By February of 1919, Central School was facing overcrowding and Bishop Scollard recommended that the school board build a new school in each ward. The board, with approval from taxpayers, began to buy and convert homes in the wards where schools were needed. Among the schools built were École Ste. Marie, St. Albert School, and École Nolin.
At a taxpayers meeting in December of 1920, it was suggested by one of the trustees that a second Central School for Anglophones be built so that they could begin to create their own school system. The motion was heatedly discussed and in the end, was passed by one vote. This resulted in the hiring of English-speaking nuns to teach the English students in 1921. By 1922, the school board passed a motion making these nuns responsible for the education of all English-speaking classes. This declaration resulted in the separation of the French and English educational systems, although they continued to be united under the same board of trustees.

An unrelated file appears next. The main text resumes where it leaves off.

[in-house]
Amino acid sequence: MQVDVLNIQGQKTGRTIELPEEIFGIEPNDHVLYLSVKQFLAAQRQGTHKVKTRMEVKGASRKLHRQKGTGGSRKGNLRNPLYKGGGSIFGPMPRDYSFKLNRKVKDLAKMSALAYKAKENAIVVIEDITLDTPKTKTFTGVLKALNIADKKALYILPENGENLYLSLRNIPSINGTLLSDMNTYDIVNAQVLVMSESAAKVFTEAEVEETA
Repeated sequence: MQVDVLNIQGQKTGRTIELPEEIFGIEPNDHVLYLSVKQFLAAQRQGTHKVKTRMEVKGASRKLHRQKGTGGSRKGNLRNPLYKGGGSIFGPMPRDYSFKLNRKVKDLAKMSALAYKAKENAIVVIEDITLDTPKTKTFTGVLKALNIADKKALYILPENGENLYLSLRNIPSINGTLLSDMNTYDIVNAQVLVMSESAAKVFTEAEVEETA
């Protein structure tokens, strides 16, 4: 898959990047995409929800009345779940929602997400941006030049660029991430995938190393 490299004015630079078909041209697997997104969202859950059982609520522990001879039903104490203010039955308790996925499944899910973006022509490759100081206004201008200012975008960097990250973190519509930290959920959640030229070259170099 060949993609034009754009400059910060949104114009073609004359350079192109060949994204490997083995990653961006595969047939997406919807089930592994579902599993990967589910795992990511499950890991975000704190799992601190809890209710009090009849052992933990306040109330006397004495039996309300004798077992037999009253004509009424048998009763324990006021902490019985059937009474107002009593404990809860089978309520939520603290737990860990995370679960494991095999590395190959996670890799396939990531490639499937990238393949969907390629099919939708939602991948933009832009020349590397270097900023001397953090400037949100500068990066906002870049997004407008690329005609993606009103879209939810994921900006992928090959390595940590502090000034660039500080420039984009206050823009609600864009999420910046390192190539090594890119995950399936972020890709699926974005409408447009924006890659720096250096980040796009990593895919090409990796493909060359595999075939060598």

By September of 1923, a new "Central School" for English students was opened. St. Aloysius was an eight room classroom dedicated to the education of English speaking children.